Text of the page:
What it’s like to live with epilepsy

 

Nyaka Mwanza is a freelance writer for MyEpilepsyTeam. Here she shares her story of being diagnosed with epilepsy and what it is like to live with the condition.

I was 35 years old when I woke up bloody and confused, no recollection of having fallen through my glass coffee table.

Looking back, that was probably my first seizure. I had nine more seizure events that year on my path to an epilepsy diagnosis.

Thirty-five seemed an odd age to become one of 150,000 newly minted epileptics diagnosed in the U.S each year. But children are diagnosed with epilepsy as often as senior citizens are — anyone can develop epilepsy.

Epilepsy is a chronic, neurological disorder — one of the most common neurological disorders. Around 65 million people have epilepsy worldwide.

Epilepsy, of which there are different types, causes neurons in the brain to periodically signal abnormally. This abnormal firing of nerve cells is what causes epileptic seizures.

 

A holistic treatment plan

Finding the right medication is often a process of trial and error; a potentially lengthy and frustrating process.

I am one of the fortunate 70 percent whose epilepsy can be well controlled by medication. I count myself especially lucky because the second medication I tried worked well, and it had very few, pretty mild side effects.

My anti-epileptic drugs efficacy is bolstered by the lifestyle changes and complementary therapies I’ve incorporated over the last five years. I exercise, I eat right, and I take care of myself — mind and body.

 

Knowledge is power

The goal of epilepsy treatment is “no seizures, no side effects.” Tweaks along the way are to be expected.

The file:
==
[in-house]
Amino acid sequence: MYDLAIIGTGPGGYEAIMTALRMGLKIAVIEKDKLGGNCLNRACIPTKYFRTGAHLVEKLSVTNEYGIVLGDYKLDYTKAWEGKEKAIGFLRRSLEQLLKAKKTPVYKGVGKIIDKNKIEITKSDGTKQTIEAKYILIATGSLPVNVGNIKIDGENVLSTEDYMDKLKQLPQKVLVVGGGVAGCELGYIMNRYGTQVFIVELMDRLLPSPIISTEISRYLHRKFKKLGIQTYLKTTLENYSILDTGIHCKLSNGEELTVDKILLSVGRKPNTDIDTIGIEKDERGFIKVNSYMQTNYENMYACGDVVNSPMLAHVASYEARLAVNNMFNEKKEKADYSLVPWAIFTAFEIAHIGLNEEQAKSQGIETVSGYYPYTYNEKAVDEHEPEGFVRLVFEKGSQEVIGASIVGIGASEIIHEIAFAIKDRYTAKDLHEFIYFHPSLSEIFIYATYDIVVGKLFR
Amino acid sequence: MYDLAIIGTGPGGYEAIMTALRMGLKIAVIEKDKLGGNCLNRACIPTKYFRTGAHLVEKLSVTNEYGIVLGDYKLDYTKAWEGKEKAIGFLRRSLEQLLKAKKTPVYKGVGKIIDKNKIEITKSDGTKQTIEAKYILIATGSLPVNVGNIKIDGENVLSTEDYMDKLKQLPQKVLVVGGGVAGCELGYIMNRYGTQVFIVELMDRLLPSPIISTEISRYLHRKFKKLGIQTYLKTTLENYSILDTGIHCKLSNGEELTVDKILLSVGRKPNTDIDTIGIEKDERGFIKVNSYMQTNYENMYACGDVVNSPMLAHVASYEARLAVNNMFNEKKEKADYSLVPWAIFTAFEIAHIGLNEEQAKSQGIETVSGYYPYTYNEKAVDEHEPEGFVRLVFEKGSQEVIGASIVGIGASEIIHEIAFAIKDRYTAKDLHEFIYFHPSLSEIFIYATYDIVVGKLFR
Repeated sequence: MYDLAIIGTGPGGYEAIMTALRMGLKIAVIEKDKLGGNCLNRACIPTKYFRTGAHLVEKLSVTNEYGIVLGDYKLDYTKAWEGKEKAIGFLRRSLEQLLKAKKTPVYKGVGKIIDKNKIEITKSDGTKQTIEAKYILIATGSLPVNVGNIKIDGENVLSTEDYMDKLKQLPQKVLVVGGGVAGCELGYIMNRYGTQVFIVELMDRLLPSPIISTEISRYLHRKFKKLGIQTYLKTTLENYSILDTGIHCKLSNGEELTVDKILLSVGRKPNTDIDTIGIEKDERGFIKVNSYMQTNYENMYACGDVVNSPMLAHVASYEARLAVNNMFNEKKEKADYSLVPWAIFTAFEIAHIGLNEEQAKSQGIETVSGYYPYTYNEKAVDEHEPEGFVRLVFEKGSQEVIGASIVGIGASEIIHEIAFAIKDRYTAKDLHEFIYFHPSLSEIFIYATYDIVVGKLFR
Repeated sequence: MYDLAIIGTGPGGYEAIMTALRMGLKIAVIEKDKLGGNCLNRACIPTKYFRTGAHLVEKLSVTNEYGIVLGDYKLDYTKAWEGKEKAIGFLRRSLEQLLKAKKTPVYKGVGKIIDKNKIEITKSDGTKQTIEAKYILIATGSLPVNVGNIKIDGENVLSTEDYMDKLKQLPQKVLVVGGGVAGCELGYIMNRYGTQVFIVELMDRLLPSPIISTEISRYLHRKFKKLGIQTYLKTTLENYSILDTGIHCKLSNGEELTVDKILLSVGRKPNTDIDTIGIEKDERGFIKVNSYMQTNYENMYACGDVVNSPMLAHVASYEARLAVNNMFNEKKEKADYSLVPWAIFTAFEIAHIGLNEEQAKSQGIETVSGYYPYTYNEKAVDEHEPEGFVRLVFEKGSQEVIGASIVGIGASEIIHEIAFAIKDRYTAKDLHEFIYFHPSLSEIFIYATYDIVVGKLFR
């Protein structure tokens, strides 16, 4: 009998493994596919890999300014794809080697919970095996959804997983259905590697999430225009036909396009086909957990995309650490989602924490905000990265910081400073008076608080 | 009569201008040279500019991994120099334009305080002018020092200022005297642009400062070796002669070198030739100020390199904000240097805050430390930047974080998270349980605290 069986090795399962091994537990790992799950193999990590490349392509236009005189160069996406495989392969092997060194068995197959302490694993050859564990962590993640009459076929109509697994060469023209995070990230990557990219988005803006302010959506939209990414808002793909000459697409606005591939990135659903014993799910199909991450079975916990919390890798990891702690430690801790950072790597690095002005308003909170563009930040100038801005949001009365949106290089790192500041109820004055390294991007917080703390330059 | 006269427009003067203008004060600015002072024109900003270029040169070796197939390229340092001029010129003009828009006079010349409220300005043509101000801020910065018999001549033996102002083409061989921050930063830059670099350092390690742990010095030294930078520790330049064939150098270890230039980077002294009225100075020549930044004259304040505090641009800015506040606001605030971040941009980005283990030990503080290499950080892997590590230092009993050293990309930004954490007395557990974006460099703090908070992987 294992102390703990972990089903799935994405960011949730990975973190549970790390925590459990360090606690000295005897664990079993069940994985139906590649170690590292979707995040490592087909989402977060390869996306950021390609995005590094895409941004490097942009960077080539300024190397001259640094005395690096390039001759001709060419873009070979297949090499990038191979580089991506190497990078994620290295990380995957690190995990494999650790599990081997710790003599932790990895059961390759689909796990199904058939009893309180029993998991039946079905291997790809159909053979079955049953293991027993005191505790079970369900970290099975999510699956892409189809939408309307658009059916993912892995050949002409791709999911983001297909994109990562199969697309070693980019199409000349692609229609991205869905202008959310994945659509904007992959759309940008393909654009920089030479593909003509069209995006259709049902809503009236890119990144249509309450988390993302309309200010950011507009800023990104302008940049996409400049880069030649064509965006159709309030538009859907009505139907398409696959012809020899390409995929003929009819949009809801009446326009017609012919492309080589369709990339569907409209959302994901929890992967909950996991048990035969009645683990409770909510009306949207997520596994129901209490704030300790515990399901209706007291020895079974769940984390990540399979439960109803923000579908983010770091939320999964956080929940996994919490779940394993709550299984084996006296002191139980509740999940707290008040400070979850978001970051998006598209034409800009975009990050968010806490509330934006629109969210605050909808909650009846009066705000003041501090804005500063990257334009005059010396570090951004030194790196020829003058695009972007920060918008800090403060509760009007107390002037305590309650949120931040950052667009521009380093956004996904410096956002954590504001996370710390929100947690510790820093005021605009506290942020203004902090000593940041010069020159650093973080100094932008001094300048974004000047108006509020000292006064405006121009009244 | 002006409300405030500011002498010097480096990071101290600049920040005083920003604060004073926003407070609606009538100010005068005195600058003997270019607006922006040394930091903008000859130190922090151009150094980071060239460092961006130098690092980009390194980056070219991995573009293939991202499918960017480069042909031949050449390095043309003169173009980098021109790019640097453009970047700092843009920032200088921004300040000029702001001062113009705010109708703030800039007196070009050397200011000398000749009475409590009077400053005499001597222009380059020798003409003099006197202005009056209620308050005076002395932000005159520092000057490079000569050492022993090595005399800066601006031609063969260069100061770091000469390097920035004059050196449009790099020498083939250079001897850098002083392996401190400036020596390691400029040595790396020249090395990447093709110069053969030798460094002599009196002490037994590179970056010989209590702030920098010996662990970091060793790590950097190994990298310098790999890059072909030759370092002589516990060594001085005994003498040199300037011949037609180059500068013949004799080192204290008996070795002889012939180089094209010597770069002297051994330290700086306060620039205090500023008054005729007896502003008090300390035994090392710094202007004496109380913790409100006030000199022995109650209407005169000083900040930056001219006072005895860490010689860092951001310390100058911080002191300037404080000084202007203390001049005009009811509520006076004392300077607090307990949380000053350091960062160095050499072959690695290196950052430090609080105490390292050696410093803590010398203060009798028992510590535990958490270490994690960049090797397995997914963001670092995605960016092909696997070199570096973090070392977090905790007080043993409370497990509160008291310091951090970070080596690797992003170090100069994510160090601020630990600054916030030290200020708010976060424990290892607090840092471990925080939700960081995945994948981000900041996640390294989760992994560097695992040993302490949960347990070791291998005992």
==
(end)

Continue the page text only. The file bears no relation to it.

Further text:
My holistic treatment approach is further strengthened by the fact that I am — and I remain — informed. At every check-in appointment with my neurologist, I bring at least one new study I’ve read and a few new questions about epilepsy.

I’m an informed decision-making partner in making those tweaks.

I understand my seizure patterns and triggers, and I avoid them by maintaining consistency. I take my medication on schedule and ensure I get ample sleep.

Most importantly, I have learned effective ways to manage stress and prioritize my mental health. I see a therapist regularly and make time for self-care.

The risk of stress seizures is worsened by a poor ability to cope with life stressors, a lack of sleep, and other factors.

I am my own biggest health advocate. I facilitate communication between my providers, for instance my psychiatrist and my neurologist.

I’ve learned there’s a lot of overlap between neurology and psychology.

I also make sure my primary care provider and pharmacist are up to date on my prescribed medications from all my providers to ensure my regime has little-to-no risk of adverse interactions.

Epilepsy

 

Seizure preparedness

My seizures usually happen in small clusters, during my sleep. They culminate in a more intense, generalized, tonic-clonic seizure.

During and after a seizure, I’m completely unaware of what is going on around me — where I am, who else is there. It can be scary to witness.

After a seizure, I am exhausted and confused, and I have trouble regulating my body temperature. Those closest to me are informed and aware of seizure first aid.

I also have an in-case-of-seizure plan hung on the fridge so that all the information — my diagnosis, my medications, my neurologist’s contact info — is in one place.

 

Seizure safety

Taking certain safety precautions is an important part of my new normal.

While my likelihood of having a seizure isn’t high, I could hurt myself or innocent bystanders if I did have a seizure, so the extra precaution is warranted.

Certain activities I only do when other people are around, such as swimming or climbing a ladder. I’m not allowed to drive for 12 months after my last seizure event.

The last time I renewed my driver’s license, my neurologist completed a form certifying my seizure-free status for the preceding year.

 

Life after my epilepsy diagnosis

My epilepsy diagnosis affected my mental health, safety, relationships, work, and role as a mother. I have memory problems and a shorter attention span.

While epilepsy may have changed how I do things, I’m not limited in what I do in my day-to-day life.

I discovered that other people’s perception of my epilepsy diagnosis was a bigger problem than epilepsy itself.

If you would like to share your experiences of living with epilepsy, please email David Coates our Communications Officer on dcoates@epilepsyscotland.org.uk or call 0141 427 4911.

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